There was little surprise in the property industry today as Marks & Spencer confirmed it will be closing 30 full-line stores in the UK and converting 45 into branches of M&S Simply Food, while closing 53 of its company-owned stores in 10 loss-making markets.
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Some suggested the cuts did not go far enough to restore M&S’s struggling clothing business back to growth, but many feared the impact store closures may have on local high streets and small towns.
Property agents and sources Drapers spoke to today had not seen a list of properties pegged for closure and M&S stressed it was looking at the stores on a “case-by-case basis”.
“M&S is making the right move in cutting the size of its store portfolio, though I think that the UK - rather than international - should have been more of a focus, given the sheer size of the UK estate and the number of shops in the UK that contribute little to the business,” said Jonathan De Mello, head of retail consultancy at Harper Dennis Hobbs.
“Politically it is clearly difficult for M&S to close too many stores in the UK easily, given that in many small towns where there is an M&S and little else, they are a major employer. However, more cost needs to be taken out of the business, and my view is that ultimately M&S should look to trim its UK store portfolio by 20%+.”
Another property source agreed it is difficult for M&S to take drastic action in the UK, due to its status as a nationwide, long-standing retailer.
“I’m not surprised at all that they’re cutting that many stores,” he said. “The figures were worse in terms of fashion sales than I expected. It will be interesting to see which stores they actually cut – I haven’t seen a list as yet. They have such a legacy portfolio, I am surprised that they are shutting so few in many ways but it is very political for them to shut stores.”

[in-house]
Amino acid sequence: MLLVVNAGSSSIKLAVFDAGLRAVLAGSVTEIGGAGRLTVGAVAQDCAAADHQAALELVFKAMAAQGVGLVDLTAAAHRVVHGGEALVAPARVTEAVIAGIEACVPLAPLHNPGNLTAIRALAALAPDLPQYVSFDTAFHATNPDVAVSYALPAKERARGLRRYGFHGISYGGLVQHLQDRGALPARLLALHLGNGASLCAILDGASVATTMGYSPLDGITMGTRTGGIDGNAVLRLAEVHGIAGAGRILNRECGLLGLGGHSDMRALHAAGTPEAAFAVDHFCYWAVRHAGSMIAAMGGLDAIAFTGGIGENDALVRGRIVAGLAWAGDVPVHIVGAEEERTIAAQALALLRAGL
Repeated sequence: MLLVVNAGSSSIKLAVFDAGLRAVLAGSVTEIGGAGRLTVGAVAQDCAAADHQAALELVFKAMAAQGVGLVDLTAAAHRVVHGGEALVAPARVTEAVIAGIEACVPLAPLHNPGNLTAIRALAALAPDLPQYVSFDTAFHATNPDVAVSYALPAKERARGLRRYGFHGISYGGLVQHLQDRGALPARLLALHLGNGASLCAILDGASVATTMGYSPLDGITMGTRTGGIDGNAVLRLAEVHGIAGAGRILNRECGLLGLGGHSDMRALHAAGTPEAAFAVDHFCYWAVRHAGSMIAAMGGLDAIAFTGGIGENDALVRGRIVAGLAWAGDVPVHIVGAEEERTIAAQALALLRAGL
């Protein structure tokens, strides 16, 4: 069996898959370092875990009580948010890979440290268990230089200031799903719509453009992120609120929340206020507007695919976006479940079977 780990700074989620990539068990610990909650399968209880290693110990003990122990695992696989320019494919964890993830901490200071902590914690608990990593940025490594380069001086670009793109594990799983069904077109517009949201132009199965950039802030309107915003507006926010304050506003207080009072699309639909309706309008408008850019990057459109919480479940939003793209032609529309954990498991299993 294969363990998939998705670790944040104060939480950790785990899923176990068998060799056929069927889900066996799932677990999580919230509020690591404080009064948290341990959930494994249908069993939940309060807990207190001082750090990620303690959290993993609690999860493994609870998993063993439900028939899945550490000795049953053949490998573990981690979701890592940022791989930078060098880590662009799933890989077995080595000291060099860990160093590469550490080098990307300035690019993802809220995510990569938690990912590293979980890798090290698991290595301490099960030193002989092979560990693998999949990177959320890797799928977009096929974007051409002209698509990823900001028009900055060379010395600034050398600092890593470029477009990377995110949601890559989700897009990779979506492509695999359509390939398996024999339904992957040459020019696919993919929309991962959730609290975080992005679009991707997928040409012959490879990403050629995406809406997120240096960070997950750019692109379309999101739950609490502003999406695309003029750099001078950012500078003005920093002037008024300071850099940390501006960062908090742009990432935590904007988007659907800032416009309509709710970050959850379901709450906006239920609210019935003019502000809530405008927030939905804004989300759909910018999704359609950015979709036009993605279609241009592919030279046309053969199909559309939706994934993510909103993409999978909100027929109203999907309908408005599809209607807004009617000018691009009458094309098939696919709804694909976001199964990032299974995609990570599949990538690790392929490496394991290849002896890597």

However, De Mello also cautioned against the cutting of international operations, which will see M&S close 10 stores in China and seven in France, as well as all of its stores in Belgium, Estonia, Hungary, Lithuania, the Netherlands, Poland, Romania and Slovakia. “International has been made a bit of a scapegoat, when ultimately - given their maturity in the UK - international growth is important if M&S are to grow the size of their business overall. International expansion is a long term project and one that requires concerted investment, not a knee jerk reaction to what the company thinks the market might want.”
Edward Cooke, chief executive of retail property industry body Revo, said: “M&S’s strategy reflects changing consumer behaviour, resulting in an increased focus on convenience stores, price competition, a strong online presence and excellent customer service – rather than business growth through an ever-increasing property footprint.
“Although M&S continues to look actively for Simply Food expansion opportunities, its fashion-led branches in so-called ‘weaker’ high streets are expected to be the focus of store closures and this will be of concern in those places, given the role retail plays in supporting successful local economies and communities.”
Revo called on local authorities to partner with the private sector to regenerate and enhance retail locations to ensure they continue to meet changing consumer needs.
“M&S and other retailers continue to be subject to a business rates regime which hampers property investment and occupation,” added Cooke. “We continue to urge the government to urgently reduce the tax liabilities arising from this punitive tax and address the opaque appeals system.”